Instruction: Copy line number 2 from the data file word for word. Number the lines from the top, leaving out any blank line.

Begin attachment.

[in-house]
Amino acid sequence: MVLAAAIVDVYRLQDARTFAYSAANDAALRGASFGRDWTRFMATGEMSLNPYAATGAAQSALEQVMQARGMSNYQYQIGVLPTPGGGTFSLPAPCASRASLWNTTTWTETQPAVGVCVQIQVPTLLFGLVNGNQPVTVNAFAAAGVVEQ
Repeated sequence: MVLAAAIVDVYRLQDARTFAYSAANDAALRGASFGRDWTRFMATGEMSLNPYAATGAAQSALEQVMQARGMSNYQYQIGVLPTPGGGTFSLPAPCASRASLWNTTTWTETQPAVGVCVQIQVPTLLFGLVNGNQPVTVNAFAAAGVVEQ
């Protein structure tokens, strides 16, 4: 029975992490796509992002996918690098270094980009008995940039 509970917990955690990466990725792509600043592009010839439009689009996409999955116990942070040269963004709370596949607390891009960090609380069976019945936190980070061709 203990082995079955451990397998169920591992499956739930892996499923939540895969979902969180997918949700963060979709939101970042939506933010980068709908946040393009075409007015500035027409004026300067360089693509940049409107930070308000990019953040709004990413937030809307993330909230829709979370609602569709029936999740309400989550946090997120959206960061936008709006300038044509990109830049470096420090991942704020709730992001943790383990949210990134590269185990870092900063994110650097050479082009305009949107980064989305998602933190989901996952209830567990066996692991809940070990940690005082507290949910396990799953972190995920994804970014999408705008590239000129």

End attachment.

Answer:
Amino acid sequence: MVLAAAIVDVYRLQDARTFAYSAANDAALRGASFGRDWTRFMATGEMSLNPYAATGAAQSALEQVMQARGMSNYQYQIGVLPTPGGGTFSLPAPCASRASLWNTTTWTETQPAVGVCVQIQVPTLLFGLVNGNQPVTVNAFAAAGVVEQ